]. The authors’ analysis revealed development of highly active cellular immunity against multiple antigens derived from SARS-CoV-2. Strikingly, the magnitude of the SARS-CoV-2-specific T-cell responses was comparable to the well-characterized immunity against CMV, BK virus, AdV and EBV and much higher than that seen in healthy, unexposed controls. Moreover, this COVID-19 survivor had the capability of recognizing antigens from all four non-SARS hCoVs, albeit at a lower magnitude/frequency. Importantly, the authors’ analysis extended beyond the S1 and S2 antigens commonly examined in the context of the currently approved anti-COVID-19 vaccines and also included the far less studied M and NP proteins from SARS-CoV-2 and all four common hCoVs, suggesting possible heterological cross-protection against future infections, including emerging mutant variants of SARS-CoV-2 and other members of the CoV family [
      • Grifoni A.
      • Weiskopf D.
      • Ramirez S.I.
      • Mateus J.
      • Dan J.M.
      • Moderbacher C.R.
      • Rawlings S.A.
      • Sutherland A.
      • Premkumar L.
      • Jadi R.S.
      • Marrama D.
      • de Silva A.M.
      • Frazier A.
      • Carlin A.
      • Greenbaum J.A.
      • Peters B.
      • Krammer F.
      • Smith D.M.
      • Crotty S.
      • Sette A.
      Targets of T cell responses to SARS-CoV-2 coronavirus in humans with COVID-19 disease and unexposed individuals.
      ]. Recent evidence suggests that there might be a tendency for a milder course of the disease in COVID-19 patients who have recently experienced hCoV-related infections, with some cross-reactive antibodies increasing post-COVID [
      • Bonifacius A.
      • Tischer-Zimmermann S.
      • Dragon A.C.
      • Gussarow D.
      • Vogel A.
      • Krettek U.
      • Godecke N.
      • Yilmaz M.
      • Kraft A.R.M.
      • Hoeper M.M.
      • Pink I.
      • Schmidt J.J.
      • Li Y.
      • Welte T.
      • Maecker-Kolhoff B.
      • Martens J.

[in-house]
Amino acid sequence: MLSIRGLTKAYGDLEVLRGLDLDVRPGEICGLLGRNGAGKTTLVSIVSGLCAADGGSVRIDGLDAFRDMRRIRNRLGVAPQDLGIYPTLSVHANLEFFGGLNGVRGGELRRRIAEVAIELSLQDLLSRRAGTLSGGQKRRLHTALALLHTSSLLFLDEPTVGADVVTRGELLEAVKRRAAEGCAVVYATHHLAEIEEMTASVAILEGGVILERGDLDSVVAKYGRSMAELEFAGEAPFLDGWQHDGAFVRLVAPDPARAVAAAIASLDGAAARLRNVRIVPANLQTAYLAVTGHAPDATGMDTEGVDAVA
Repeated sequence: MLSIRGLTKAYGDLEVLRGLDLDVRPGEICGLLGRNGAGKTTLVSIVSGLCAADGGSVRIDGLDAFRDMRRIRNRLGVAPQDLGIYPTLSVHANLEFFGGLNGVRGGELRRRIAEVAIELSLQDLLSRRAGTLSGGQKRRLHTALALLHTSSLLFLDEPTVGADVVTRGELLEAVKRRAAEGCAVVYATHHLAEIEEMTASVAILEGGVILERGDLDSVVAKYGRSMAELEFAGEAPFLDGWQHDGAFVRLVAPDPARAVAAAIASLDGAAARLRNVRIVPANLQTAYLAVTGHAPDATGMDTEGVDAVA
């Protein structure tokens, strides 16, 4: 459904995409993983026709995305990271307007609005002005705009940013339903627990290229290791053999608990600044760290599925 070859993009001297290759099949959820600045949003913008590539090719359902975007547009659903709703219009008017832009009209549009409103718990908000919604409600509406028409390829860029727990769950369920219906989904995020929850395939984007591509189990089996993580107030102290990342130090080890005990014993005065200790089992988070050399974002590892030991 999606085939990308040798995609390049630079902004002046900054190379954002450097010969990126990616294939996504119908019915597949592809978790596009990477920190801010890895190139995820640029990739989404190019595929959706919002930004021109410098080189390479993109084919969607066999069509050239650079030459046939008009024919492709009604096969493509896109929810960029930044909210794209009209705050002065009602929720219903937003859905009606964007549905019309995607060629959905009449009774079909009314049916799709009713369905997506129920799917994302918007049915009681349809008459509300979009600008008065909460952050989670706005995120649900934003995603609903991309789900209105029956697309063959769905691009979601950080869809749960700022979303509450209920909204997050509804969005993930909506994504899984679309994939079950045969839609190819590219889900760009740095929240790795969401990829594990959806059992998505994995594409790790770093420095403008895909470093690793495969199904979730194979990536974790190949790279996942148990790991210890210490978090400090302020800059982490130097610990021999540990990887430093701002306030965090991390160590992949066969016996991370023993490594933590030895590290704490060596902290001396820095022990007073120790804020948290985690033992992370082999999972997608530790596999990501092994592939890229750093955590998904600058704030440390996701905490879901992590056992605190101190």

• Berger M.M.
      • Lobenwein C.
      • Stankov M.V.
      • Cornberg M.
      • David S.
      • Behrens G.M.N.
      • Witzke O.
      • Blasczyk R.
      • Eiz-Vesper B.
      COVID-19 immune signatures reveal stable antiviral T cell function despite declining humoral responses.
      ,
      • Meyerholz D.K.
      • Perlman S.
      Does common cold coronavirus infection protect against severe SARS-CoV-2 disease?.
      ,
      • Sagar M.
      • Reifler K.
      • Rossi M.
      • Miller N.S.
      • Sinha P.
      • White L.F.
      • Mizgerd J.P.
      Recent endemic coronavirus infection is associated with less-severe COVID-19.
      ,
      • Anderson E.M.
      • Goodwin E.C.
      • Verma A.
      • Arevalo C.P.
      • Bolton M.J.
      • Weirick M.E.
      • Gouma S.
      • McAllister C.M.
      • Christensen S.R.
      • Weaver J.
      • Hicks P.
      • Manzoni T.B.
      • Oniyide O.
      • Ramage H.
      • Mathew D.
      • Baxter A.E.
      • Oldridge D.A.
      • Greenplate A.R.
      • Wu J.E.
      • Alanio C.
      • D'Andrea K.
      • Kuthuru O.
      • Dougherty J.
      • Pattekar A.
      • Kim J.
      • Han N.
      • Apostolidis S.A.
      • Huang A.C.
      • Vella L.A.
      • Kuri-Cervantes L.
      • Pampena M.B.
      • Unit U.P.C.P.
      • Betts M.R.
      • Wherry E.J.
      • Meyer N.J.
      • Cherry S.
      • Bates P.
      • Rader D.J.
      • Hensley S.E.
      Seasonal human coronavirus antibodies are boosted upon SARS-CoV-2 infection but not associated with protection.
      ]. Unfortunately, in the patient described here, the magnitude of the pre-existing T-cell memory specific for hCoV antigens is unknown. The authors are exploring this question in other healthy and immunodeficient individuals.

      Conclusions

      Overall, this case reveals that at least some SOT and SCT recipients maintained on long-term calcineurin inhibitors retain robust T-cell immunocompetence and develop potent cellular immunity against SARS-CoV-2. The authors’ strategy allows us to measure these responses in the context of broader anti-viral immunity and use the data for risk stratification. It also allows us to forecast the outcomes of vaccination and provide the rationale for possible use of in vitro-expanded SARS-CoV-2 T cells for adoptive immunotherapy.

      Declaration of Competing Interest

      The authors have no commercial, proprietary or financial interest in the products or companies described in this article.

      Funding

      This work is supported by Translational Therapeutics (TRx) COVID Award; Accelerating Cancer Therapeutics and BiomedX Programs, CUMC/HICC and Cancer Center Support Grant P30 CA013696 utilizing shared resources including Flow Cytometry Core.

      Author Contributions

      Conception and design of the study: PM, MM. Acquisition of data: MS, EM, JP. Analysis and interpretation of data: MS,EM. Drafting or revising the manuscript: MS,EM,RC,KC,MP,PM. All authors have approved the final article.